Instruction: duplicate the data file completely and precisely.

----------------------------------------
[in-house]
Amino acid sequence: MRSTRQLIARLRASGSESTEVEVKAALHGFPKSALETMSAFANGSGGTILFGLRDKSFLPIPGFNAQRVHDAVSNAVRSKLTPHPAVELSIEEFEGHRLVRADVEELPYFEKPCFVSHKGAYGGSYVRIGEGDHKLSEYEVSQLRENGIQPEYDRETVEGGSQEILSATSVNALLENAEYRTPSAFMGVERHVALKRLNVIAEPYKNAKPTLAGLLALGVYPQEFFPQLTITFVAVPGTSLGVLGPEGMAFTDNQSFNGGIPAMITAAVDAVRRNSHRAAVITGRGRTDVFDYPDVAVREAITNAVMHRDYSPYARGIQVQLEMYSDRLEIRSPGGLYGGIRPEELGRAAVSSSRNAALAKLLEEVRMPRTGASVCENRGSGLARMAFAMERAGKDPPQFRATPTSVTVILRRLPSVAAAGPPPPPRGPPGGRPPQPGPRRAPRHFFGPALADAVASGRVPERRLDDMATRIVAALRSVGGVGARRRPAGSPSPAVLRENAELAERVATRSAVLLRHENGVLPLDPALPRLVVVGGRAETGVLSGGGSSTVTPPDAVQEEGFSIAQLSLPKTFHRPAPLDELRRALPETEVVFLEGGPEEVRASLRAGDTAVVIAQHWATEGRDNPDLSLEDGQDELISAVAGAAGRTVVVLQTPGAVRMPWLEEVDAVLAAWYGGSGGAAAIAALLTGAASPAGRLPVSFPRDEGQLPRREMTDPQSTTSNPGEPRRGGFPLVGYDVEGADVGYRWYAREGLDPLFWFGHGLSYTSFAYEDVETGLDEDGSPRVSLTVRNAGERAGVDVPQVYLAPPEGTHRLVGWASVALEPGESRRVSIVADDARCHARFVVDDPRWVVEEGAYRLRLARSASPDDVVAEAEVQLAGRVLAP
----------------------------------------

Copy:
[in-house]
Amino acid sequence: MRSTRQLIARLRASGSESTEVEVKAALHGFPKSALETMSAFANGSGGTILFGLRDKSFLPIPGFNAQRVHDAVSNAVRSKLTPHPAVELSIEEFEGHRLVRADVEELPYFEKPCFVSHKGAYGGSYVRIGEGDHKLSEYEVSQLRENGIQPEYDRETVEGGSQEILSATSVNALLENAEYRTPSAFMGVERHVALKRLNVIAEPYKNAKPTLAGLLALGVYPQEFFPQLTITFVAVPGTSLGVLGPEGMAFTDNQSFNGGIPAMITAAVDAVRRNSHRAAVITGRGRTDVFDYPDVAVREAITNAVMHRDYSPYARGIQVQLEMYSDRLEIRSPGGLYGGIRPEELGRAAVSSSRNAALAKLLEEVRMPRTGASVCENRGSGLARMAFAMERAGKDPPQFRATPTSVTVILRRLPSVAAAGPPPPPRGPPGGRPPQPGPRRAPRHFFGPALADAVASGRVPERRLDDMATRIVAALRSVGGVGARRRPAGSPSPAVLRENAELAERVATRSAVLLRHENGVLPLDPALPRLVVVGGRAETGVLSGGGSSTVTPPDAVQEEGFSIAQLSLPKTFHRPAPLDELRRALPETEVVFLEGGPEEVRASLRAGDTAVVIAQHWATEGRDNPDLSLEDGQDELISAVAGAAGRTVVVLQTPGAVRMPWLEEVDAVLAAWYGGSGGAAAIAALLTGAASPAGRLPVSFPRDEGQLPRREMTDPQSTTSNPGEPRRGGFPLVGYDVEGADVGYRWYAREGLDPLFWFGHGLSYTSFAYEDVETGLDEDGSPRVSLTVRNAGERAGVDVPQVYLAPPEGTHRLVGWASVALEPGESRRVSIVADDARCHARFVVDDPRWVVEEGAYRLRLARSASPDDVVAEAEVQLAGRVLAP